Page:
A Simmons & Simmons lawyer who was instrumental in advising guarantors on a recent issuance of Asean green bonds says finance sectors are growing more interested in the instrument in the region as environmental, social and governance (ESG) concerns increase.
Based in Hong Kong Jay Lee led the Simmons & Simmons team assisting the Credit Guarantee and Investment Facility (CGIF), a multilateral facility established by the governments of China, Japan, South Korea, Asean and the Asian Development Bank, as the guarantor in the issuance of MYR150 million (USD36 million) in Asean green bonds due 2024 by Hanwha Q Cells, a Malaysian subsidiary of Seoul-based photovoltaic solar cells manufacturer of the same name.
Lee told Asia Business Law Journal that more issuers, underwriting banks and securities houses had been showing interest in tapping into green bond markets in the region. “Some Asian governments such as those of South Korea, Singapore and Hong Kong are even known to be planning to issue green bonds of their own,” he said.
Lee anticipated that the biggest trends in Asian debt capital markets in the coming years may be the good growth of the green and other ESG-related bonds.
“With growing concern about climate change issues, and increasing awareness and interest in ESG financings, I anticipate that there will be more continuing trends in the issuances of green sukuk [Islamic bond] in Malaysia,” he said.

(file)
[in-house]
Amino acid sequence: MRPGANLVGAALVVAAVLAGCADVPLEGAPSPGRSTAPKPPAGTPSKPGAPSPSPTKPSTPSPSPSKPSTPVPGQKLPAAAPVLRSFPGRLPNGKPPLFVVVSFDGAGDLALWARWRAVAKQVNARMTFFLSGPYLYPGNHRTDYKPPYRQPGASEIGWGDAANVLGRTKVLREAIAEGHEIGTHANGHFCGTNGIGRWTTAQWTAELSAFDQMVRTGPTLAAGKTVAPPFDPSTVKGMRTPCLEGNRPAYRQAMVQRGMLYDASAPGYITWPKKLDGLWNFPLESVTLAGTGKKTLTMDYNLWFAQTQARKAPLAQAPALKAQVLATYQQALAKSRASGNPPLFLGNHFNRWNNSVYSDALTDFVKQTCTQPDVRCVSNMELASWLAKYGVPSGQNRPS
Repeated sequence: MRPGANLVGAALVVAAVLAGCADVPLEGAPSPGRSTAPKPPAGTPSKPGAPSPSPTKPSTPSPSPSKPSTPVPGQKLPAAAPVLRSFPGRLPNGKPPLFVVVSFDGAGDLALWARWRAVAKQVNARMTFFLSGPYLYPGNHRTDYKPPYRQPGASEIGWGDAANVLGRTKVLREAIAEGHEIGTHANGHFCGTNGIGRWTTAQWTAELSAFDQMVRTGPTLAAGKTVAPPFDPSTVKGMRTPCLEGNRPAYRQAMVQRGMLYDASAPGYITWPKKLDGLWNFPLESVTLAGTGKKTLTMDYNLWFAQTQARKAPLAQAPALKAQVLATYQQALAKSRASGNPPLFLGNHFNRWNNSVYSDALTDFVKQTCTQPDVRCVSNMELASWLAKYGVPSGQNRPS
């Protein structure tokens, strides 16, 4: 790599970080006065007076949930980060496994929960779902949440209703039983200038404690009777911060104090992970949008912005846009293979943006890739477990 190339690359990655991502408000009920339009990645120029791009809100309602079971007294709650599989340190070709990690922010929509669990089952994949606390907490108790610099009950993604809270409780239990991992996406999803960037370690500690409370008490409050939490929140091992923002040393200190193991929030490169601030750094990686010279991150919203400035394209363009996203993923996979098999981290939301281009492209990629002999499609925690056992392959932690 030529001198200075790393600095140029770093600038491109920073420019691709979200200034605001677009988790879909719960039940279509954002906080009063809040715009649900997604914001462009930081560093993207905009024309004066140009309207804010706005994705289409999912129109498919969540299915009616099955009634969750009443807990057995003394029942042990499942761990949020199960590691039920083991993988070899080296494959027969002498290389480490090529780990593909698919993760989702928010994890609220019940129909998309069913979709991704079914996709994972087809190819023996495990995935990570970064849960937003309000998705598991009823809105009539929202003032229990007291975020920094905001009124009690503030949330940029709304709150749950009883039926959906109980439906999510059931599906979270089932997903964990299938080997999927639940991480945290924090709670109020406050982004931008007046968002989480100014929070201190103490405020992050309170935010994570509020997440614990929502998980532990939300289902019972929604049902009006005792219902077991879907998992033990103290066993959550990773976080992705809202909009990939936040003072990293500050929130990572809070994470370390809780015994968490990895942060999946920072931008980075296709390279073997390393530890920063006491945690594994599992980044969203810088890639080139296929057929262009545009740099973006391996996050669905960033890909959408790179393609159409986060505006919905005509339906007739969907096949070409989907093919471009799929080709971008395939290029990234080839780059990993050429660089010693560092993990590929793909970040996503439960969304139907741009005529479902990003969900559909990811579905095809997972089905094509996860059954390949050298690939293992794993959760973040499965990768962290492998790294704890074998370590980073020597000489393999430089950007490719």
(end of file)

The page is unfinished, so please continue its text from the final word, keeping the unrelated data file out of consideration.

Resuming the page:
However, Lee observed that other participants in the deal were still not fully familiar with typical green bond documentation requirements. For example, if properly issued, green bonds should include more contractual and disclosure requirements that might not be needed in non-green straight bonds.
“In Asia, which is known to remain behind the EU, UK and US in respect of ESG and ESG financing areas, there are certain catch-up steps that we need to go through,” he said. “I believe these are education steps that Asian green bond market participants need to go through to grow green bonds markets in the region.”
The guarantee obligations for the green bonds in the MYR issuance are shared between CGIF and the Export-Import Bank of Korea. The “green” certification and ESG components of the issuance were provided by Sustainalytics, a global ESG research and rating provider, and the green bonds have an AAA(fg) rating from Kuala Lumpur-based RAM Rating Services.